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What we’re talking about
Votes appear stacked in favor of $61 million school bond — Proponents of borrowing $61 million to renovate four of Portland’s aging elementary schools appear to have mustered enough support on the City Council to get the measure to within one vote of being put to Portlanders as a ballot question.
Whether to borrow the money has been one of the most carefully studied and long debated questions in recent Portland politics. It was a vital issue in the November election that saw two sitting councilors unseated, and the mayor recently made it a key issue in his State of the City address.
On Thursday night, the special committee of city councilors and school board members that have been studying the issue will vote whether to move ahead with the $61 million bond. If they vote the measure up — and it looks like they will — the proposal will be sent off through a convoluted set of reviews and votes that could all come down to one city councilor’s vote: Jill Duson.
Of the council members on the special committee, only Nicholas Mavodones might vote no Thursday; Mayor Ethan Strimling is publicly committed to supporting the measure; David Brenerman recently voiced public support online; and Justin Costa confirmed to BDN Portland that he intends to vote yes.
From there, the issue would be sent back to the school board and to the City Council’s finance committee, where it’s also likely to win support. Mavodones chairs the committee, but the other members are Costa and Pious Ali, former school board members who campaigned in support of the measure.
The last hurdle before Portlanders would decide the question at the ballot box would be the vote of the full City Council. The measure would need a supermajority of seven of nine votes to be approved, and our count suggests it’s tight. In addition to the three councilors already mentioned and the mayor, Spencer Thibodeau and Brian Batson have publicly supported putting the question to Portland voters. On the other hand, Mavodones has expressed skepticism and Belinda Ray said she can’t support the measure.
So it might come down to Duson, who makes a habit of not telegraphing her votes before she casts them. She didn’t immediately respond to a request for comment. — Jake Bleiberg
Correction: Due to a rounding error, a previous version of this post had the wrong dollar amount of the bond. It is $61 million.
Portland Jewish community center evacuated after bomb threat — Jake reports that a Jewish preschool and community center in Portland was evacuated Wednesday morning after someone called in a bomb threat — part of a wave of at least 20 similar cases across the country.
Obama pardons Maine woman for 1996 drug crime — Jennifer Lynn Smith, formerly known as Jennifer Hanscom, was apparently the only Maine resident pardoned. “Hanscom, now Smith, was sentenced on Jan. 24, 1997, at the federal courthouse in Portland to five years in federal prison for possessing with the intent to distribute and aiding and abetting the possession with the intent to distribute a Schedule II controlled substance, cocaine,” Judy Harrison reported.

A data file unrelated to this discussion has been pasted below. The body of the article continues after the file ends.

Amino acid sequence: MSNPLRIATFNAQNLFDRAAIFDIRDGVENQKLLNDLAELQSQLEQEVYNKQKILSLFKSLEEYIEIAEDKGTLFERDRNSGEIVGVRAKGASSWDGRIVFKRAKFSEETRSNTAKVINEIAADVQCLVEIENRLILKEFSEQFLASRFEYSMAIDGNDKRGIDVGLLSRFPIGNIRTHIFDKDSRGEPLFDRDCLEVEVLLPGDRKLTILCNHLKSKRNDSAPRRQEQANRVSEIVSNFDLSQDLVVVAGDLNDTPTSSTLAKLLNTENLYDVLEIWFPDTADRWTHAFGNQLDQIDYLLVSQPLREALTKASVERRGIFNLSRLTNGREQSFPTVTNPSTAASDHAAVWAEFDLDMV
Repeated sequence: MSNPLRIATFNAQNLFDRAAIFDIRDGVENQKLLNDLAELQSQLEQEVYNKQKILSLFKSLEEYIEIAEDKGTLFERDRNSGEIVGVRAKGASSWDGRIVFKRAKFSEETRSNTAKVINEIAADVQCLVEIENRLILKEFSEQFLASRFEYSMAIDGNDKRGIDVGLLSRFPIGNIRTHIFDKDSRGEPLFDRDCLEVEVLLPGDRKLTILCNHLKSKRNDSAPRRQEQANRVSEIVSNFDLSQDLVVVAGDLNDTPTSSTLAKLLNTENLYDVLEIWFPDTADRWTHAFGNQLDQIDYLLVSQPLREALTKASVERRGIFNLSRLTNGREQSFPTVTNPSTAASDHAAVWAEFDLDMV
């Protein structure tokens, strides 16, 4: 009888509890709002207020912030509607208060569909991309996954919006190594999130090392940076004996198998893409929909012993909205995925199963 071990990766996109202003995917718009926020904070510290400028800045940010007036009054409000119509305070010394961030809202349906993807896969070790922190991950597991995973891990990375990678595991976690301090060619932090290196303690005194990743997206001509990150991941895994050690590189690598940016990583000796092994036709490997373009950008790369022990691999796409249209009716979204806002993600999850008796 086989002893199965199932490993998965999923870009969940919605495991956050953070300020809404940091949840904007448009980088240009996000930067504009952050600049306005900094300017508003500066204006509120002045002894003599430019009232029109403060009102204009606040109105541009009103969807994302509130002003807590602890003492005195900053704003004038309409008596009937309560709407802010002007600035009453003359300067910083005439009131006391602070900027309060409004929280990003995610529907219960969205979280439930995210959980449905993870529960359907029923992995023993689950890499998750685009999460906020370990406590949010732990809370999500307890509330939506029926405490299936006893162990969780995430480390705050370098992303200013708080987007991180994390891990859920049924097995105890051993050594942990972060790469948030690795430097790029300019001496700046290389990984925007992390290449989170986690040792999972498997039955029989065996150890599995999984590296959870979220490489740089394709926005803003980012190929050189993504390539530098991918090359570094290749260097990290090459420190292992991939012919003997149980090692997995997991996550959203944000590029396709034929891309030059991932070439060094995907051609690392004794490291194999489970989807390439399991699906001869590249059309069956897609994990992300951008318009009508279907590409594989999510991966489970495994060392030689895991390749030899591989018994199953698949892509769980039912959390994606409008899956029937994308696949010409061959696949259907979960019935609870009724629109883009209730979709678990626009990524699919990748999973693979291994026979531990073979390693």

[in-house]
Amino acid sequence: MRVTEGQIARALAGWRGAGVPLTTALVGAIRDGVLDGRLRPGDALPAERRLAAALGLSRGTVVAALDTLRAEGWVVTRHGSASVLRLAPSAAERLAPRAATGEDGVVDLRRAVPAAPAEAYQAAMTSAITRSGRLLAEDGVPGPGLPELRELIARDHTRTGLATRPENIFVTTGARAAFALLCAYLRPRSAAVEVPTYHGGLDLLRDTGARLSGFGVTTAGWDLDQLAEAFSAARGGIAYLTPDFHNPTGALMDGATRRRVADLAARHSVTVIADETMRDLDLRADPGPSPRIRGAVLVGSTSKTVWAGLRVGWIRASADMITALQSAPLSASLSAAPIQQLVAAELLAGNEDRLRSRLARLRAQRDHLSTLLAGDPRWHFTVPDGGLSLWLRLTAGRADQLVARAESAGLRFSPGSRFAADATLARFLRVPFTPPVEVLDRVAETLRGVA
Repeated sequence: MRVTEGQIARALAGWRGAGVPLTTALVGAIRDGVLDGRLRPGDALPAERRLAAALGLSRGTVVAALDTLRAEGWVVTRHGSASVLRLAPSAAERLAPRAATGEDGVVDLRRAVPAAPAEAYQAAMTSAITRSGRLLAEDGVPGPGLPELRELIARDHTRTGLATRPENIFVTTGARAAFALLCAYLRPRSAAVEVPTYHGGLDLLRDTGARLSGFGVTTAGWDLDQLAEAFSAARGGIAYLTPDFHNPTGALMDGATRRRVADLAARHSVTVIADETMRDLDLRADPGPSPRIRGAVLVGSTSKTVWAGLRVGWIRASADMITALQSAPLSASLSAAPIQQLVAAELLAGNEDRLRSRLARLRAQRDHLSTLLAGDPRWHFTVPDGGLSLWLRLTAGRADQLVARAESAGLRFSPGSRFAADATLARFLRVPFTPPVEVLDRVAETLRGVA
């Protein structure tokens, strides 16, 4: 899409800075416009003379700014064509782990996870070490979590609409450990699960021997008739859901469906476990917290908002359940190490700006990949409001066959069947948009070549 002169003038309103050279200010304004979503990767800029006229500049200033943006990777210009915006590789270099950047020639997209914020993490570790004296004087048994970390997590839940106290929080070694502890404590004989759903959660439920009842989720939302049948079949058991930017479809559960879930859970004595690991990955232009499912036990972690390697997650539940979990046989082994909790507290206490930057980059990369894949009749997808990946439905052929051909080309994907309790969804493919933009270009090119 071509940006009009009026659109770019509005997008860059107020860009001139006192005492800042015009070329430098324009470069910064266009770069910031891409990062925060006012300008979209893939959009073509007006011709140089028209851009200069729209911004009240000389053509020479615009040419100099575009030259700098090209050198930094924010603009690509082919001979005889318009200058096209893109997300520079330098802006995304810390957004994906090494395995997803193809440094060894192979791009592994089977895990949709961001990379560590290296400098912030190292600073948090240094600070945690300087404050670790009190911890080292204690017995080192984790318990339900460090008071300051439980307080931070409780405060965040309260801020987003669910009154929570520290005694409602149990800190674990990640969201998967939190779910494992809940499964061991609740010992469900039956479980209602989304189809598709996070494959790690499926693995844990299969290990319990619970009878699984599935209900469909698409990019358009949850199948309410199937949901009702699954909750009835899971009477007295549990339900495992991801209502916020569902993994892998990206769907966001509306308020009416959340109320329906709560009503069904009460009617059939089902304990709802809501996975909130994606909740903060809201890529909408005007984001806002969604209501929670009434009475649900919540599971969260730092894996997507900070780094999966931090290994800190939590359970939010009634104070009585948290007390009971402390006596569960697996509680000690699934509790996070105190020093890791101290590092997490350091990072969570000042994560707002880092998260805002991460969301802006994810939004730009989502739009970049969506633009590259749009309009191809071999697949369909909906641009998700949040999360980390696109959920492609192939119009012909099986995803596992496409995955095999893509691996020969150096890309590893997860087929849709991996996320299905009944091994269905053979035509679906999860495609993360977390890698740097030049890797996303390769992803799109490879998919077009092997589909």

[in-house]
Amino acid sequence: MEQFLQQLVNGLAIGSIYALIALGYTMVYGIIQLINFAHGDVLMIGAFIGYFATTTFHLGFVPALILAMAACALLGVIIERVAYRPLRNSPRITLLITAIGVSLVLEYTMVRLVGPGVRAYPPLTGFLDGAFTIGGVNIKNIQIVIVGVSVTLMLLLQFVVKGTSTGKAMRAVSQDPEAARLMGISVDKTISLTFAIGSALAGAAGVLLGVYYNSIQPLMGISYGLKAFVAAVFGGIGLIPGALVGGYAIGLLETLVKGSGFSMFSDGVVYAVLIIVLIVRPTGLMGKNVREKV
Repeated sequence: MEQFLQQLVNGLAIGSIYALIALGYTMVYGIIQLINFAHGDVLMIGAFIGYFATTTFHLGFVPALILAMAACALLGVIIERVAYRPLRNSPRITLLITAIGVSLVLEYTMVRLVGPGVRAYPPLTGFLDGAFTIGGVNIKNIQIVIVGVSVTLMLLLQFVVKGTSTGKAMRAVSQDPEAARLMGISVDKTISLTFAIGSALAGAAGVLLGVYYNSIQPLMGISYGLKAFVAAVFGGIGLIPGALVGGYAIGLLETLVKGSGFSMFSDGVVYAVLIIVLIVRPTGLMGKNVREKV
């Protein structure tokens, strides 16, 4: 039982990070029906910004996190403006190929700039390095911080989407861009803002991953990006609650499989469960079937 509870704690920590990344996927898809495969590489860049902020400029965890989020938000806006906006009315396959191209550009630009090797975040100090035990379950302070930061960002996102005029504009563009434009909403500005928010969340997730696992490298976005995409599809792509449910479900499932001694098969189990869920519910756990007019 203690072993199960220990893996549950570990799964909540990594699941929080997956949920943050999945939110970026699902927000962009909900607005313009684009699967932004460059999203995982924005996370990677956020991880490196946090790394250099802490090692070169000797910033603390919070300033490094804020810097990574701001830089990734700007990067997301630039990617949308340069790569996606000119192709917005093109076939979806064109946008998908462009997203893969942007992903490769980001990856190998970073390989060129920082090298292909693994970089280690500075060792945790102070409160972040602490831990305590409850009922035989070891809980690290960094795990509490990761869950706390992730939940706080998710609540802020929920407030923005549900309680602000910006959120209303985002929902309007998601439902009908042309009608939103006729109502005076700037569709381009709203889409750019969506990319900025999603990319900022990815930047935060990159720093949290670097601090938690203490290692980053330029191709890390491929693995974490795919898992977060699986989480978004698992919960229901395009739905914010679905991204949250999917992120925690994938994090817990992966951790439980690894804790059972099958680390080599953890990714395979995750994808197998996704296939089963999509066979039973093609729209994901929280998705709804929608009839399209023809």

No parking ban tonight in Portland — Despite the new snow blanketing the city, no parking ban has been declared for tonight. If you want to be notified of future bans by email or text, you can sign up for them at the city’s website. — Troy R. Bennett
Speaking of snow — Go on a visual tour of the snowy city today in three pictures — including a stop at Portland City Hall where one of the “finest snow fighters” was doing battle, and the East End Beach where a dog wearing a coat frolicked in the snow. — Troy R. Bennett
Just for fun: Take a trip down memory lane with the Onion’s compilation of Vice President Joe Biden headlines. My favorites: “Biden To Cool His Heels In Mexico For A While” and “Shirtless Biden Washes Trans Am In White House Driveway.” Classics.
Tweet of the day
The Big Idea
‘Trump Entering White House Unbent and Unpopular’ — Peter Baker of the New York Times reports:
In one way at least, President-elect Donald J. Trump has already surpassed all of his recent predecessors. It took Barack Obama 18 months in the White House for his approval rating to slip to 44 percent in Gallup polling, and it took George W. Bush 4½ years to fall that far. Mr. Trump got there before even being sworn in. …
Where other presidents used the weeks before their inauguration to put the animosities of the campaign behind them and to try to knit the country together again, Mr. Trump has approached the interregnum as if he were a television wrestling star. He has taken on a civil rights icon, a Hollywood actress, intelligence agencies, defense contractors, European leaders and President Obama. The healing theme common at this stage in the four-year presidential cycle is absent.
Got any interesting story ideas, suggestions or links to share? Email Dan MacLeod at email@example.com, or tweet @dsmacleod.